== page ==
Markel Brown, Perry Ellis

Should we be concerned No. 2 Kansas losing to Oklahoma State?

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If I’m a Kansas fan, I’m not all that concerned about their 85-80 loss to Oklahoma State on Saturday afternoon.

An 18-game winning streak and a No. 2 ranking (N0. 1 if you believe the coaches poll) aside, Kansas is not a perfect basketball team. No one in the country is a perfect basketball team this year. Right now, there is a lot of very good across the country, but there is no great.

Kansas falls under that title.

The Jayhawks have one of the best defenses in the country, anchored by a center that can effect a game on that side of the ball as much as any. But there are issues on the offensive side of the ball, ones that have been discussed ad nauseum this season.

Outside of Ben McLemore, there really isn’t anyone that is a major threat in half-court sets, and even McLemore is still battling with inconsistency in his aggressiveness. He’s the kind of player that lets the game come to him, and that can be a problem when you’re on a team that is relying on you to be the No. 1 option offensively.

The Jayhawks also have major question marks at the point guard spot. Elijah Johnson simply is not a player that can be trusted to run a team. He’s talented, he’s got the size that makes him a quality defender and he can create off the dribble, but he’s simply not an elite point guard. It’s fitting, really, that Kansas lost because Johnson was ripped by Smart with less that five seconds left down three.

But he is the Jayhawk’s best option right now at the point. Naadir Tharpe is more of a true point guard, but he’s also not ready to run a team on his own.

The irony here is that the question marks that were raised about Kansas over their last six games were on the offensive end of the floor. They were winning, but they were winning ugly, struggling to break 60 points against teams they should be blowing out because their defense was just that good.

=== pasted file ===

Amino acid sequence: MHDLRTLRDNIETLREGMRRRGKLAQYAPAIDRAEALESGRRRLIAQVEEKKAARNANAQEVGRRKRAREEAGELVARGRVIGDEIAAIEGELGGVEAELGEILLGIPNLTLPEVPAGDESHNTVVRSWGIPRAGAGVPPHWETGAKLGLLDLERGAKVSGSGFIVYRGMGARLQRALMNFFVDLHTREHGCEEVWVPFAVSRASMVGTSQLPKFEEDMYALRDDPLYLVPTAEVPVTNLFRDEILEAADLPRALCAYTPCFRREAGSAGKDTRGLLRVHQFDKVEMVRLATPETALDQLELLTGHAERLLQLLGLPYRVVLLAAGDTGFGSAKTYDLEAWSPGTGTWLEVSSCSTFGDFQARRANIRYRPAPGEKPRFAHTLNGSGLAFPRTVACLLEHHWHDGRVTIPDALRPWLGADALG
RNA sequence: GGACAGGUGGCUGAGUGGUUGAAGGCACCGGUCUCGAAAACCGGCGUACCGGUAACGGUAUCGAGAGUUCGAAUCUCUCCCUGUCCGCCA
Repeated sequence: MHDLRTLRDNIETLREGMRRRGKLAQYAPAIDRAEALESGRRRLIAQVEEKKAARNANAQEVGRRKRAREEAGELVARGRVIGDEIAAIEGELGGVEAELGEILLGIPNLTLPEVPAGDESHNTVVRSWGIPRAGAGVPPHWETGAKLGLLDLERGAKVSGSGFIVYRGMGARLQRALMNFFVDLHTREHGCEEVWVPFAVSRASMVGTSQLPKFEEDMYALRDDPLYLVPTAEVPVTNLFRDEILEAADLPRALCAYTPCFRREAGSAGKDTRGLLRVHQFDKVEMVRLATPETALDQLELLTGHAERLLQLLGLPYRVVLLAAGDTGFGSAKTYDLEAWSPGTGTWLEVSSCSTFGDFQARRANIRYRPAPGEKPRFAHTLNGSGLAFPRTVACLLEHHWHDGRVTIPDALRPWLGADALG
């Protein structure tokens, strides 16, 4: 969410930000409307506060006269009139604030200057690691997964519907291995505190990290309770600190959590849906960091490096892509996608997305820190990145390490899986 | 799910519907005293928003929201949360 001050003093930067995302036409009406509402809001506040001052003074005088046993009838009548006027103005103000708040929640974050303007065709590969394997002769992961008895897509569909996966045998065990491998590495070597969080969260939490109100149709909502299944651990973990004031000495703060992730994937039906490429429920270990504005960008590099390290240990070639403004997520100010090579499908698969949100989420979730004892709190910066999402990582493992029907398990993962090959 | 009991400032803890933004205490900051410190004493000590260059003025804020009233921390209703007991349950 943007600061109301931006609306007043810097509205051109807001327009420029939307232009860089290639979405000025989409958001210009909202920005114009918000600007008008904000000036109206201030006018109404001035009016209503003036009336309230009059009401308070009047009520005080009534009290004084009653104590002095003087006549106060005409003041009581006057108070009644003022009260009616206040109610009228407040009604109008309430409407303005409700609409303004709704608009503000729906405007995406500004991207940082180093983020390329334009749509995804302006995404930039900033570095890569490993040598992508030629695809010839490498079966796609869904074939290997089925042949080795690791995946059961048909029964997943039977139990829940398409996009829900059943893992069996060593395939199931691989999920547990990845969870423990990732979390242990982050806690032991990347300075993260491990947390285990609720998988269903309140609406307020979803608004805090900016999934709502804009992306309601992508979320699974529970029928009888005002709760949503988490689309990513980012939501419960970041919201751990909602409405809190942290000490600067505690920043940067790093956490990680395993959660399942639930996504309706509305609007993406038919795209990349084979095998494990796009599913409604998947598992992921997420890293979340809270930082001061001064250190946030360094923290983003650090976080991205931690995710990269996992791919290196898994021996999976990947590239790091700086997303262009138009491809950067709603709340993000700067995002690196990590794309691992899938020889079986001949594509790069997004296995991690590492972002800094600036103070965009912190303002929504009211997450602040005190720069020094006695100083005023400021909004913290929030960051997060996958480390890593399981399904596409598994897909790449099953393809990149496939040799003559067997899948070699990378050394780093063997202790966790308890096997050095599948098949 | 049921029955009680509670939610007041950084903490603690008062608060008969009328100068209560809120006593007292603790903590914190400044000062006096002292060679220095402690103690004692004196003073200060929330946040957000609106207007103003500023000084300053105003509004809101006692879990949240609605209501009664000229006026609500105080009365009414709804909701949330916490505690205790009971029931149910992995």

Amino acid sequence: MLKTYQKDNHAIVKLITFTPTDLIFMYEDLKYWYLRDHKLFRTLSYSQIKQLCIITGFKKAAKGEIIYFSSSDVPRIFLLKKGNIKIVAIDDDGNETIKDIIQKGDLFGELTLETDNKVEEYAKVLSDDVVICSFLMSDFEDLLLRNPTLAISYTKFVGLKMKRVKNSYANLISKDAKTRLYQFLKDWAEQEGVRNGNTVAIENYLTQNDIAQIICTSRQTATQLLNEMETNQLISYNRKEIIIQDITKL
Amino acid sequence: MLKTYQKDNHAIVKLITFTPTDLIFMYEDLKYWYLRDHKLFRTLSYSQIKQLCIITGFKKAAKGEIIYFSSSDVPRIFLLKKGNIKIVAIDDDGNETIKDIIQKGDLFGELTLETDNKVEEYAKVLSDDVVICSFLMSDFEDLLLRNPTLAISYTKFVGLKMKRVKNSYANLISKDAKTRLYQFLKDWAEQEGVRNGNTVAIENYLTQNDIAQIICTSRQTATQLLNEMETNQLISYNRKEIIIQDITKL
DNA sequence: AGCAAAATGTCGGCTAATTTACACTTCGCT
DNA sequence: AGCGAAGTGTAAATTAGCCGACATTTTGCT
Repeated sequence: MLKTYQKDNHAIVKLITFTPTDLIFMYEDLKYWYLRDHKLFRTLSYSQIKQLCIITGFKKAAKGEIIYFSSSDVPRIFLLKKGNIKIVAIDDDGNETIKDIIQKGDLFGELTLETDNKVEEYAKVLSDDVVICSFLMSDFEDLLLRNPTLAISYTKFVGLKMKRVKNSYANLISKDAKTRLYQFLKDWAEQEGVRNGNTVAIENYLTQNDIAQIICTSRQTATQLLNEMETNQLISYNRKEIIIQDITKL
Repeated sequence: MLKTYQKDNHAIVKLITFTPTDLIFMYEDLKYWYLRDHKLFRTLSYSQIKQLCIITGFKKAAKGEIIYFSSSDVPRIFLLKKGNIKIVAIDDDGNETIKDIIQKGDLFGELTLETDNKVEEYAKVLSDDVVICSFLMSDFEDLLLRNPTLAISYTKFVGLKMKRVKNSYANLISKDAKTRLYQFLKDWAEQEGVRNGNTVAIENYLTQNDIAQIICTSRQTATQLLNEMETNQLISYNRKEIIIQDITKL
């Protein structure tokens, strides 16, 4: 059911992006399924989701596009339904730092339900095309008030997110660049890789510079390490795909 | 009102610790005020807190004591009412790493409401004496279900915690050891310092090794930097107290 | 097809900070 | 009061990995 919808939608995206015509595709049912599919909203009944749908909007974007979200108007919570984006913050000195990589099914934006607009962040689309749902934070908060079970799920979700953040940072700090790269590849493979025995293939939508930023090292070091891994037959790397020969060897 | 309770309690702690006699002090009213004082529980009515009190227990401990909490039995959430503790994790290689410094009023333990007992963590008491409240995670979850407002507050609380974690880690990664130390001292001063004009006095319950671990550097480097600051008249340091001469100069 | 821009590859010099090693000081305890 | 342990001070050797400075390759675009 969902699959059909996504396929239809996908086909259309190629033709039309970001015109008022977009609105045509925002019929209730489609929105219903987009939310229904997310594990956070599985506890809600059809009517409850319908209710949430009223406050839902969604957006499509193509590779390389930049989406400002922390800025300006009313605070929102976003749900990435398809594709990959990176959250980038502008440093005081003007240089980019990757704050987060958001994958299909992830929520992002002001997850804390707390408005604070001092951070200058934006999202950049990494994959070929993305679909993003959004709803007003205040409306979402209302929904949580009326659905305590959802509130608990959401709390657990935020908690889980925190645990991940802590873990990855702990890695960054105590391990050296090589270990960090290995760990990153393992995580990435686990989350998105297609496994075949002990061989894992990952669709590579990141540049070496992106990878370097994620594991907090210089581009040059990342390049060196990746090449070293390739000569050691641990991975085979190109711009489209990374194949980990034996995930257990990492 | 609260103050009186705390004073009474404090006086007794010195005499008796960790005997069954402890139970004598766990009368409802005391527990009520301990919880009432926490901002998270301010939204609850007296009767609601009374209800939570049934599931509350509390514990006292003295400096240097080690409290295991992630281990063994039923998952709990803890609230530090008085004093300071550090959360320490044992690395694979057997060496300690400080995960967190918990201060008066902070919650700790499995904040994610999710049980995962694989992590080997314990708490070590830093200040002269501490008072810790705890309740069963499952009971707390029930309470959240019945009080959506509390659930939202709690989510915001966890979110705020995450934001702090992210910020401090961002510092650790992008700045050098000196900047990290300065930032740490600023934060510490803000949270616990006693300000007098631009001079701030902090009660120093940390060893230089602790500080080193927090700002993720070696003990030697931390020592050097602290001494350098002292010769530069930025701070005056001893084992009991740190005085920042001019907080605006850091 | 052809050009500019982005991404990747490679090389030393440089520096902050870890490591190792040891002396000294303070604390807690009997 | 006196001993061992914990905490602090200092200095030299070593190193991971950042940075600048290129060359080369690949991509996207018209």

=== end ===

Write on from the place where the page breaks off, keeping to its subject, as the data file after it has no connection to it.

On Saturday, that defense disappeared, as Markel Brown and Marcus Smart combined for 53 points, but the Jayhawks still managed to put up 80 points. Ben McLemore still finished with 23 points and took over for a stretch in the second half. And while I wouldn’t go as far as to say that Kansas played well on that end of the floor — the bad turnovers they had against West Virginia showed up again — but I think it’s actually a good sign that the Kansas offense actually kicked into a high-gear for a stretch on Saturday.

Rare is the day that their defense is so porous.

You can find Rob on twitter @RobDauster.

Indiana lands four-star Class of 2017 wing Justin Smith

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Indiana landed an athletic wing commitment on Monday night as four-star small forward Justin Smith pledged to the Hoosiers on Twitter.

The 6-foot-6 Smith is a native of Lincolnshire, Illinois and comes from Stevenson High School as he’s regarded as the No. 105 overall prospect in the Rivals national Class of 2017 rankings.

A high-flying wing who is great in the open floor, Smith should fit the Hoosiers’ uptempo system perfectly and if he’s able to get a more consistent perimeter jumper then he has a chance to be a really nice piece for Indiana.

Smith joins three-star guard Al Durham in Indiana’s recruiting Class of 2017.

Michigan State addingTom Izzo Hall of History wing in remodeled Breslin Center

CHARLOTTE, NC - MARCH 22:  Head coach Tom Izzo of the Michigan State Spartans reacts against the Virginia Cavaliers during the third round of the 2015 NCAA Men's Basketball Tournament at Time Warner Cable Arena on March 22, 2015 in Charlotte, North Carolina.  (Photo by Grant Halverson/Getty Images)
(Photo by Grant Halverson/Getty Images)
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Michigan State head coach Tom Izzo has already been inducted into the Naismith Memorial Basketball Hall of Fame this fall and the longtime Spartans head coach is receiving another unique honor in the remodeled Breslin Center.

The school announced over the weekend that the Tom Izzo Hall of History will be added to the Breslin Center renovations as the building is supposed to be completed by the fall of 2017.

“The Tom Izzo Hall of History will become a great gathering place on our campus where together we can celebrate the excellence of Spartan Basketball and MSU Athletics,” athletic director Mark Hollis said in a release. “When this facility project is complete it will be the finest college basketball facility in the country, so it’s only fitting that Tom’s name will be a permanent part of it.”